Despite the e-tron having a quicker fast-charge time using a 150kW charge point – 30 minutes compared to 40 – the I-Pace is easily the standout vehicle when it comes to overall range, charging time and running costs. 

Audi e-tron Back View

Winner: Jaguar I-Pace

Engines, Drive & Performance 

Even though the Audi e-tron has a smaller range, it has a larger battery than the Jaguar I-Pace – 95 kWh 396 V lithium-ion to 90 kWh 388 V lithium-ion. 

You’d think, then, that with a greater power source the e-tron would be faster off the mark. But you’d be wrong.

The Jaguar I-Pace reaches 62mph from a standing start in just 4.8 seconds – that’s the same as a 5.9-litre Aston Martin Rapide S. In comparison, the e-tron takes 5.7 seconds. 

Both, however, come with the top speed of 124mph.


Behind the wheel, the Jaguar I-Pace and Audi e-tron offer different driving experiences. 

The e-tron is more comfortable, quieter, smoother and comes with all-wheel-drive as standard, so it can tackle almost any terrain. 

Meanwhile, the I-Pace’s suspension struggles more with potholes and bumps in the road, particularly around town. And although the air suspension improves the vehicle’s range, it doesn’t address its firmer ride.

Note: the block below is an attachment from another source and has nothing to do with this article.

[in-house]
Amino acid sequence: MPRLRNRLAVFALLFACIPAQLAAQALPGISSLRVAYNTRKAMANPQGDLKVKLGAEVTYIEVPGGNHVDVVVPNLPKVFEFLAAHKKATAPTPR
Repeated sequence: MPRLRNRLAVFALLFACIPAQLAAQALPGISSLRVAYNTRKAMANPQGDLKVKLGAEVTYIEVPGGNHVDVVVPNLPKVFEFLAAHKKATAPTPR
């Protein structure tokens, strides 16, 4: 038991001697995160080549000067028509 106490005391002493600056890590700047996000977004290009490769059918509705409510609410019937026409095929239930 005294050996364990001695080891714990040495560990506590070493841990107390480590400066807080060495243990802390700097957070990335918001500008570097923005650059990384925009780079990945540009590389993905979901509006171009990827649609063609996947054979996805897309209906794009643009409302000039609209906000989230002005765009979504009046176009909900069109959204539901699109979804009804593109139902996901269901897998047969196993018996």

As with any electric vehicle, you can bring it to a halt without touching the break as the car harvests energy. 

In the I-Pace, the decrease in speed is more unpredictable, making it a pain to drive at times. While the e-tron’s optional front sensors read the road ahead, so it slows depending on the environment around you. 


There’s no doubt that the I-Pace is more fun to drive than the e-tron. Its nimble steering and ability to attack the corners give it a certain edge, as well as a quicker 0-62mph time. 

But overall, the Audi’s drive is smoother and more comfortable, important aspects for an SUV.

Winner: Audi e-tron



Audi is well known for its high-quality interiors. And the e-tron is no different.